Drummer Kurt Sodergren co-founded Big Bad Voodoo Daddy in April of 1993, helping to usher in the swing revival founded on a colorful fusion of classic American sounds including jazz, swing, and dixieland mixed with the energy and spirit of contemporary culture. Big Bad Voodoo Daddy proved to be among the standout groups that launched the new swing era in the 90’s. The group, whose core lineup has been in place since 1995, includes Scotty Morris (lead vocals and guitar), Kurt Sodergren (drums and percussion), Dirk Shumaker (double bass and vocals), Andy Rowley (baritone saxophone and vocals), Glen “The Kid” Marhevka (trumpet), Karl Hunter (saxophones and clarinet) and Joshua Levy (piano and arranger.) Joining them on the road are Anthony Bonsera Jr. (lead trumpet) and Alex Henderson (trombone.)
Although music by other composers have been featured on each of the band’s albums, Big Bad Voodoo Daddy has always focused on original music, producing an impressively diverse songbook, while embracing the past and today’s times with current perspective and new stories to tell. The band’s originals rocketed the group into its first phase of stardom when “You & Me and the Bottle Makes Three (Tonight)” and “Go Daddy-O” were featured in the 1996 indie film landmark Swingers. The film launched the careers of Vince Vaughn and Jon Favreau and established BBVD as a cultural force beyond their home base of L.A.
The band has built a career through relentless touring and an impressive discography that includes the platinum selling, Americana Deluxe and follow-ups, This Beautiful Life, Save My Soul, and Everything You Want For Christmas. Their music has appeared in countless films, television shows, and trailers including Swingers, The Wild, Despicable Me, Family Guy, Phineas and Ferb, Malcolm In The Middle, Ally McBeal, as well as multiple uses of songs for dance routines on Dancing With The Stars and So You Think You Can Dance. The band’s songs have also been featured in multiple Olympic gymnastic and figure skating routines (including Carly Patterson’s 2004 gold medal win) and have been widely used for years as part of television broadcasts of high profile sporting events including the NFL, NBA, MLB, and PGA.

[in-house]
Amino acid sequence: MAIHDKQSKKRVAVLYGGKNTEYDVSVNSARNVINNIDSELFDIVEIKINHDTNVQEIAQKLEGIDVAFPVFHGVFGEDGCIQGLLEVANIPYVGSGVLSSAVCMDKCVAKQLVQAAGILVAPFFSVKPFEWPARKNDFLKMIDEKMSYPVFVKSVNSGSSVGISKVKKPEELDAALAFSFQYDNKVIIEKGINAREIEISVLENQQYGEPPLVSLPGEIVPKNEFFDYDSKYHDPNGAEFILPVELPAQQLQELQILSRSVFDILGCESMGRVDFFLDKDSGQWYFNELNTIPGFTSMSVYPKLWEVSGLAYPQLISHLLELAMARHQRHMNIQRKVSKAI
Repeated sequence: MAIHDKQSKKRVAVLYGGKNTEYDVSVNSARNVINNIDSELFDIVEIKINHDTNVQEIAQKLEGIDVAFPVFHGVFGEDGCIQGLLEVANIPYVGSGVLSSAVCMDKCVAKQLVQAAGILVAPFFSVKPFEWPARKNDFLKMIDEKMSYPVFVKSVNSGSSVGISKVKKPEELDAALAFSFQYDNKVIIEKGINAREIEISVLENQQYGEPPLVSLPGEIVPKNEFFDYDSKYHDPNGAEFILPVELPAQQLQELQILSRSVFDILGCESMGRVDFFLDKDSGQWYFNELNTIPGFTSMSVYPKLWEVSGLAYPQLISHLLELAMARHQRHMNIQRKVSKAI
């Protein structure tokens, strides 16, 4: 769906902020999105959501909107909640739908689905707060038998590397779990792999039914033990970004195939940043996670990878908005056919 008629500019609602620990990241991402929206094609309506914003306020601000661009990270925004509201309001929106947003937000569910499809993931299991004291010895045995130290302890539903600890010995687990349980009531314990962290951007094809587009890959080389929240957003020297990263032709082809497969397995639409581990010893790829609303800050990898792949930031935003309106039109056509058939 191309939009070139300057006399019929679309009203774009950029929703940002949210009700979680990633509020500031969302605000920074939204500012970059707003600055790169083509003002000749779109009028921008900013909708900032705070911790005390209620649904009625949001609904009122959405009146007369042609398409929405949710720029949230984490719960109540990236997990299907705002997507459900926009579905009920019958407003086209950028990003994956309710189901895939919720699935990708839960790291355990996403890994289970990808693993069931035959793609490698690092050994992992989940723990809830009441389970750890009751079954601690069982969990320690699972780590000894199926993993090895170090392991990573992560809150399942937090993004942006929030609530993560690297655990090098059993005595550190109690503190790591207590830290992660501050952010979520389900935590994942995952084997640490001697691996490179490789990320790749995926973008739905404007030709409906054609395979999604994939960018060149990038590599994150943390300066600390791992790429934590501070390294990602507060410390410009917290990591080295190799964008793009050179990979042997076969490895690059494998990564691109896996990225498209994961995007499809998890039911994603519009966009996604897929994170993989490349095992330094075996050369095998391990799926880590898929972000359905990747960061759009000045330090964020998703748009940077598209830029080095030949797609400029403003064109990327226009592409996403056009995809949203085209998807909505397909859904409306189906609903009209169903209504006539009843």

The band’s numerous television appearances include Dancing With The Stars, The Tonight Show with Jay Leno, Late Night with Conan O’Brian, Last Call with Carson Daley (the last of which the band wrote and recorded the show’s theme song.) The band has shown true bipartisanship having played private events for the three of the last four presidents as well as events at both the Democratic and Republican National Conventions on multiple occasions.
Big Bad Voodoo Daddy hit pop music superstardom with their appearance in front of millions during the halftime show of the 1999 Super Bowl, while their 2003 New Orleans inspired album, Save My Soul, shifted focus to playing theaters, performing arts centers, and large outdoor venues to selling out shows at the Hollywood Bowl, Walt Disney Concert Hall, Lincoln Center, Chastain Park and Constitution Hall, to name just a few. The band often plays more than 150 shows a year and has appeared as special guests with many of the great American symphony orchestras including the Los Angeles Philharmonic, Atlanta Symphony Orchestra, National Symphony Orchestra, and U.S. Air Force Band.